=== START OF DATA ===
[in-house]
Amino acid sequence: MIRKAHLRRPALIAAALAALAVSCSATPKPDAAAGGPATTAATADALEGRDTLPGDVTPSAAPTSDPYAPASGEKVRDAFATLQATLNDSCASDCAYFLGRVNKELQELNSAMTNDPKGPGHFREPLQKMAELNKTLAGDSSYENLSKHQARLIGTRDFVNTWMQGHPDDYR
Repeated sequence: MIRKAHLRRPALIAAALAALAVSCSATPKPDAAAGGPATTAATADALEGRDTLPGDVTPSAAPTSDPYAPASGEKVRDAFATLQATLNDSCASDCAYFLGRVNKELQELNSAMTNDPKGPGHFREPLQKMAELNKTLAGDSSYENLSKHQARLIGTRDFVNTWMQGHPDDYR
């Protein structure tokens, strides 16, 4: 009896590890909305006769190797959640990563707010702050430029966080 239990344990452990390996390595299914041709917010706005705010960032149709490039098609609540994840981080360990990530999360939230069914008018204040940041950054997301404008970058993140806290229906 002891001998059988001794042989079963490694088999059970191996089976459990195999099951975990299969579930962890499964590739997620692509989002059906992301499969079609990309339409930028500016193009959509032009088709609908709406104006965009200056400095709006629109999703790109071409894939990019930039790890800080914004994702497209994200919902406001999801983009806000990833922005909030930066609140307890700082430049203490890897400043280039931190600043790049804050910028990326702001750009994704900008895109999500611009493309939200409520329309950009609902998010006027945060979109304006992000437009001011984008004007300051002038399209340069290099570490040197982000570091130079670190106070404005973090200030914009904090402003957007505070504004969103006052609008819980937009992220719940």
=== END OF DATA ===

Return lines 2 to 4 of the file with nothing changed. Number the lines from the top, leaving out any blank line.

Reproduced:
Amino acid sequence: MIRKAHLRRPALIAAALAALAVSCSATPKPDAAAGGPATTAATADALEGRDTLPGDVTPSAAPTSDPYAPASGEKVRDAFATLQATLNDSCASDCAYFLGRVNKELQELNSAMTNDPKGPGHFREPLQKMAELNKTLAGDSSYENLSKHQARLIGTRDFVNTWMQGHPDDYR
Repeated sequence: MIRKAHLRRPALIAAALAALAVSCSATPKPDAAAGGPATTAATADALEGRDTLPGDVTPSAAPTSDPYAPASGEKVRDAFATLQATLNDSCASDCAYFLGRVNKELQELNSAMTNDPKGPGHFREPLQKMAELNKTLAGDSSYENLSKHQARLIGTRDFVNTWMQGHPDDYR
């Protein structure tokens, strides 16, 4: 009896590890909305006769190797959640990563707010702050430029966080 239990344990452990390996390595299914041709917010706005705010960032149709490039098609609540994840981080360990990530999360939230069914008018204040940041950054997301404008970058993140806290229906 002891001998059988001794042989079963490694088999059970191996089976459990195999099951975990299969579930962890499964590739997620692509989002059906992301499969079609990309339409930028500016193009959509032009088709609908709406104006965009200056400095709006629109999703790109071409894939990019930039790890800080914004994702497209994200919902406001999801983009806000990833922005909030930066609140307890700082430049203490890897400043280039931190600043790049804050910028990326702001750009994704900008895109999500611009493309939200409520329309950009609902998010006027945060979109304006992000437009001011984008004007300051002038399209340069290099570490040197982000570091130079670190106070404005973090200030914009904090402003957007505070504004969103006052609008819980937009992220719940």